Share Email Print

Proceedings Paper

Soil directional (biconical) reflectance in the principal plane with varied illumination angle under dry and saturated conditions
Format Member Price Non-Member Price
PDF $17.00 $21.00

Paper Abstract

Changes in directional (biconical) spectral reflectance with varied illumination and observing angles were monitored for three soil samples under air dry and saturated conditions in the laboratory. The illumination angle was set at -10°, -40°, and -70° (left side of sample in the principal plane), and the observing angle ranged from -60° to +60° (both side of sample in the principal plane) in 5° increments. The samples were chosen to represent various soil properties. The nadir spectral reflectance was relatively stable for all illumination angles, however, the directional reflectance was more variable. When soil samples were dry, the directional reflectance changed obviously with phase angle with a stronger backward reflectance, while the forward reflectance was generally lower. For saturated soil samples, the directional spectral reflectance of dry soil feature was reduced, and the strong backward scattering was weakened. Indeed, the directional spectral reflectance became less sensitive to illumination angle and observation angle changes, especially for dark soils. The added water not only darkened the soil reflectance, but also reduced the directional variation difference of soil. A simple sketch was introduced to suggest an explanation for the difference between directional reflectance between air dry and saturated samples. When illumination was from one direction, the convex soil surface forms a distinct shadow on the opposite side, leading to a low forward reflectance. However, with a water layer coating on the soil surface, the chance of light propagating to the opposite side of illumination was increased, increasing reflectance in the forward direction.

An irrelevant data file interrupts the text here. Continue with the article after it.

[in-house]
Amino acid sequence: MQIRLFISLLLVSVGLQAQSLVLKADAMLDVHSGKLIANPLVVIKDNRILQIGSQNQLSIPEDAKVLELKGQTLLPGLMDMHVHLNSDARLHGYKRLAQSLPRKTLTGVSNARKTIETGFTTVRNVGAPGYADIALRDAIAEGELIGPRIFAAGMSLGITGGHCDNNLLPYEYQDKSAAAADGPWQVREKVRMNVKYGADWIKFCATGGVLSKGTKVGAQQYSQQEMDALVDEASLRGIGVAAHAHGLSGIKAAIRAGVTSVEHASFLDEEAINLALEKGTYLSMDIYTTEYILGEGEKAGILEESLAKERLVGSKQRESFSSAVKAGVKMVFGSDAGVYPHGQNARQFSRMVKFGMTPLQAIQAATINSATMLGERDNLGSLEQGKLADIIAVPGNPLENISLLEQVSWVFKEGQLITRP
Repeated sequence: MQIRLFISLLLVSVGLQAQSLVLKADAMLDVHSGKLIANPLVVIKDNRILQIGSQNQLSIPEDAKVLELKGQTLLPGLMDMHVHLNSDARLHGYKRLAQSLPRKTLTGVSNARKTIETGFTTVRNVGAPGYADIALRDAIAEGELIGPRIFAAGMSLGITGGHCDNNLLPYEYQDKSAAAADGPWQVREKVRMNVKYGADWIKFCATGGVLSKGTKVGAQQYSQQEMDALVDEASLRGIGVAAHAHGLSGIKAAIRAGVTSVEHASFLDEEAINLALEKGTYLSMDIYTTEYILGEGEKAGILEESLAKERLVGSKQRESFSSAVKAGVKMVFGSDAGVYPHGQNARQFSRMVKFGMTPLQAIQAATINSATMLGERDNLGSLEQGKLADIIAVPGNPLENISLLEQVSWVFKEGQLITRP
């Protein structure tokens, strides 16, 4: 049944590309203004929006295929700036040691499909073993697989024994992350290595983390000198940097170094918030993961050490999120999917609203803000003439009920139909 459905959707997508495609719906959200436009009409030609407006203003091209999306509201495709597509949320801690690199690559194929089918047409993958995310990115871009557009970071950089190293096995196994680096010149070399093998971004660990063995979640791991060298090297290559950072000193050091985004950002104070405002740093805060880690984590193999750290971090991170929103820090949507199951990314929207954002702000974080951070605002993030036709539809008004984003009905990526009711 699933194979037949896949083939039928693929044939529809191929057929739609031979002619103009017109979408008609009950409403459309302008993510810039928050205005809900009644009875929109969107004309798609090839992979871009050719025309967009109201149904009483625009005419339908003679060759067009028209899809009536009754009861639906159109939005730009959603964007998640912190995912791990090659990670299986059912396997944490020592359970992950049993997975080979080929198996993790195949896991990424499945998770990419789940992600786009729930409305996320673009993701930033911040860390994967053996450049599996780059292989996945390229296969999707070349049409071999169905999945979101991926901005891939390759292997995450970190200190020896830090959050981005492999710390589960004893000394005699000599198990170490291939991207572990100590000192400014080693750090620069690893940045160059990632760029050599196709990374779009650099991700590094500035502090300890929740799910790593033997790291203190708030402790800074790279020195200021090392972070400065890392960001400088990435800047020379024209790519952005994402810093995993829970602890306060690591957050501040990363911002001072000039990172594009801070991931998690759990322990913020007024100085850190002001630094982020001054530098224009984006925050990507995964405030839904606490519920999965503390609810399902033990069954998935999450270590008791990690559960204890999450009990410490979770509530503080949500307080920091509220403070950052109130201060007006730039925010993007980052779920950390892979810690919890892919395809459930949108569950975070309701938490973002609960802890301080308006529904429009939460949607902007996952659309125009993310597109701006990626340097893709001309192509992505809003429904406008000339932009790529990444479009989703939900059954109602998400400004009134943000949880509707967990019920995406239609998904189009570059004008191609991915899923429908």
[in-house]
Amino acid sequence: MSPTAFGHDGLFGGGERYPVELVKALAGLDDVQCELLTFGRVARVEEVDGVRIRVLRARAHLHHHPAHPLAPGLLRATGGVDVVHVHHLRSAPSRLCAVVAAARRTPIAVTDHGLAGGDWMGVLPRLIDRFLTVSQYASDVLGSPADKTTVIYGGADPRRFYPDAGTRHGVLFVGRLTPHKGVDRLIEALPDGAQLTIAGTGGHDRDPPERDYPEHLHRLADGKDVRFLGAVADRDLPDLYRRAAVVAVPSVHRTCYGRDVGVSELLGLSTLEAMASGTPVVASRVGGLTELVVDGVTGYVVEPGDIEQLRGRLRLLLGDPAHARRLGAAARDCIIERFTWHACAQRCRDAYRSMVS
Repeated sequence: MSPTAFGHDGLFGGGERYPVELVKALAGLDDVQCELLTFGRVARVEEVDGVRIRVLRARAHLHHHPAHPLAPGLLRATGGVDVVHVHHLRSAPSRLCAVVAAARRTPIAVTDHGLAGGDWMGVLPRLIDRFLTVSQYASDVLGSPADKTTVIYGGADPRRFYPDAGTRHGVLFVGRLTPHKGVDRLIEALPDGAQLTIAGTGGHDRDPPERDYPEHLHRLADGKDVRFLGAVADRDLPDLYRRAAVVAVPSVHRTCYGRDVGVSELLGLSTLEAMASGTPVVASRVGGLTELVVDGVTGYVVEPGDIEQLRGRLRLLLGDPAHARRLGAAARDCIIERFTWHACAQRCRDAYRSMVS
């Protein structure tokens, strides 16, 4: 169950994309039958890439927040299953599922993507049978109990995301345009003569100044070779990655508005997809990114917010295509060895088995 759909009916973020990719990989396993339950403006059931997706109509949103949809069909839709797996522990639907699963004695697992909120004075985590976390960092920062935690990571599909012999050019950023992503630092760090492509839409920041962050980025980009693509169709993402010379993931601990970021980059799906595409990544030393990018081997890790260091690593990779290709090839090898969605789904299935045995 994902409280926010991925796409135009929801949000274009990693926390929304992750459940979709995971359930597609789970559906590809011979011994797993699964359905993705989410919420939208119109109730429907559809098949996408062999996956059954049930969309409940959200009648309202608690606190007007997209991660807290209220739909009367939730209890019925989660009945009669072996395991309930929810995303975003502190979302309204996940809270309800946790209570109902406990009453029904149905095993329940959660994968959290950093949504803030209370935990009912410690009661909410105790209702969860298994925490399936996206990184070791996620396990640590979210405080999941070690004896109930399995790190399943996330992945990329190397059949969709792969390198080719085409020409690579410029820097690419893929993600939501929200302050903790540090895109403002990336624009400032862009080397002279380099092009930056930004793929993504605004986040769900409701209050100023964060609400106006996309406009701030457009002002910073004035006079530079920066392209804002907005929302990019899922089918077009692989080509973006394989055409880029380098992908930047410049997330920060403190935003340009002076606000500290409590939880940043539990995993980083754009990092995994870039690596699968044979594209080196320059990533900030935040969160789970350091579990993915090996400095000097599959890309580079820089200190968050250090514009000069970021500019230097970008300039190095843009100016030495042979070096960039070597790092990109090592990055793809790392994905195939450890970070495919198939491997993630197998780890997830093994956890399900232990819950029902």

Paper Details

Date Published: 22 October 2018
PDF: 10 pages
Proc. SPIE 10777, Land Surface and Cryosphere Remote Sensing IV, 107770G (22 October 2018); doi: 10.1117/12.2324550
Show Author Affiliations
Jia Tian, Cornell Univ. (United States)
Univ. of Massachusetts Boston (United States)
William Philpot, Cornell Univ. (United States)

Published in SPIE Proceedings Vol. 10777:
Land Surface and Cryosphere Remote Sensing IV
Mitchell Goldberg; Jing M. Chen; Reza Khanbilvardi, Editor(s)

© SPIE. Terms of Use
Back to Top